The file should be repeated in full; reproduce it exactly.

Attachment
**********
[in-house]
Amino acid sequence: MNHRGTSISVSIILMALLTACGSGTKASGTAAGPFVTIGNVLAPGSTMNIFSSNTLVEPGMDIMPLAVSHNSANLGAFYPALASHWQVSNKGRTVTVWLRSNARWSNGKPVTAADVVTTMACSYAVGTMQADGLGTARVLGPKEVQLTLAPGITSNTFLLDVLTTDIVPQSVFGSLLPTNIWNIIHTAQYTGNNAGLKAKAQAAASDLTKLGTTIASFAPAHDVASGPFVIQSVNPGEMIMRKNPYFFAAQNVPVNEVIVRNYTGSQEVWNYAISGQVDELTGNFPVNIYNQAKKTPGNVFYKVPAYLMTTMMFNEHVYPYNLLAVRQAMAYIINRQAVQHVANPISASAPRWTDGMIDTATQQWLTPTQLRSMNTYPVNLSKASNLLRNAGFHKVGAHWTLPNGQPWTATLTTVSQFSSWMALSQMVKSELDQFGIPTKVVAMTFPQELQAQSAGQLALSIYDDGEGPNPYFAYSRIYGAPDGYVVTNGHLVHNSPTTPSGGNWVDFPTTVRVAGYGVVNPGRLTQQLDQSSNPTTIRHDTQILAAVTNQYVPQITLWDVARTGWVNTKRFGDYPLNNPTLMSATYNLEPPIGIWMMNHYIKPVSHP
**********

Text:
[in-house]
Amino acid sequence: MNHRGTSISVSIILMALLTACGSGTKASGTAAGPFVTIGNVLAPGSTMNIFSSNTLVEPGMDIMPLAVSHNSANLGAFYPALASHWQVSNKGRTVTVWLRSNARWSNGKPVTAADVVTTMACSYAVGTMQADGLGTARVLGPKEVQLTLAPGITSNTFLLDVLTTDIVPQSVFGSLLPTNIWNIIHTAQYTGNNAGLKAKAQAAASDLTKLGTTIASFAPAHDVASGPFVIQSVNPGEMIMRKNPYFFAAQNVPVNEVIVRNYTGSQEVWNYAISGQVDELTGNFPVNIYNQAKKTPGNVFYKVPAYLMTTMMFNEHVYPYNLLAVRQAMAYIINRQAVQHVANPISASAPRWTDGMIDTATQQWLTPTQLRSMNTYPVNLSKASNLLRNAGFHKVGAHWTLPNGQPWTATLTTVSQFSSWMALSQMVKSELDQFGIPTKVVAMTFPQELQAQSAGQLALSIYDDGEGPNPYFAYSRIYGAPDGYVVTNGHLVHNSPTTPSGGNWVDFPTTVRVAGYGVVNPGRLTQQLDQSSNPTTIRHDTQILAAVTNQYVPQITLWDVARTGWVNTKRFGDYPLNNPTLMSATYNLEPPIGIWMMNHYIKPVSHP